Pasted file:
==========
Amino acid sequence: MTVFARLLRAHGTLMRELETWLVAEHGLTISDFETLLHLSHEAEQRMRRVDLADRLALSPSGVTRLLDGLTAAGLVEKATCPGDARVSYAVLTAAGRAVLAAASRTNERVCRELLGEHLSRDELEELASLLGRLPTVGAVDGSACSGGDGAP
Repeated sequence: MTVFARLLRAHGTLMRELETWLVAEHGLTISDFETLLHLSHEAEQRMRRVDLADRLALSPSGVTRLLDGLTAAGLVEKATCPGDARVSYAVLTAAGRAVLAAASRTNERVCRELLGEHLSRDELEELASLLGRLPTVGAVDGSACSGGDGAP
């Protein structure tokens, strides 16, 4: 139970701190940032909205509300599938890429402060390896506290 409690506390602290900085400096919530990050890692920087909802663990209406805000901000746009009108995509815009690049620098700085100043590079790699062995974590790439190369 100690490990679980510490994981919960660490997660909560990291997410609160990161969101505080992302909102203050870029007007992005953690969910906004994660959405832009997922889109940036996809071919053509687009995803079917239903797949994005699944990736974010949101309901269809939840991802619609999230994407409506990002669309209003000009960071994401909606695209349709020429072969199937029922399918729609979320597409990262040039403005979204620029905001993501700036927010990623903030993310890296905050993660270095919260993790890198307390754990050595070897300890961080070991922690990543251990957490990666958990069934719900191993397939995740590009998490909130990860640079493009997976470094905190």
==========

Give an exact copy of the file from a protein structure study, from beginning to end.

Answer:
Amino acid sequence: MTVFARLLRAHGTLMRELETWLVAEHGLTISDFETLLHLSHEAEQRMRRVDLADRLALSPSGVTRLLDGLTAAGLVEKATCPGDARVSYAVLTAAGRAVLAAASRTNERVCRELLGEHLSRDELEELASLLGRLPTVGAVDGSACSGGDGAP
Repeated sequence: MTVFARLLRAHGTLMRELETWLVAEHGLTISDFETLLHLSHEAEQRMRRVDLADRLALSPSGVTRLLDGLTAAGLVEKATCPGDARVSYAVLTAAGRAVLAAASRTNERVCRELLGEHLSRDELEELASLLGRLPTVGAVDGSACSGGDGAP
């Protein structure tokens, strides 16, 4: 139970701190940032909205509300599938890429402060390896506290 409690506390602290900085400096919530990050890692920087909802663990209406805000901000746009009108995509815009690049620098700085100043590079790699062995974590790439190369 100690490990679980510490994981919960660490997660909560990291997410609160990161969101505080992302909102203050870029007007992005953690969910906004994660959405832009997922889109940036996809071919053509687009995803079917239903797949994005699944990736974010949101309901269809939840991802619609999230994407409506990002669309209003000009960071994401909606695209349709020429072969199937029922399918729609979320597409990262040039403005979204620029905001993501700036927010990623903030993310890296905050993660270095919260993790890198307390754990050595070897300890961080070991922690990543251990957490990666958990069934719900191993397939995740590009998490909130990860640079493009997976470094905190």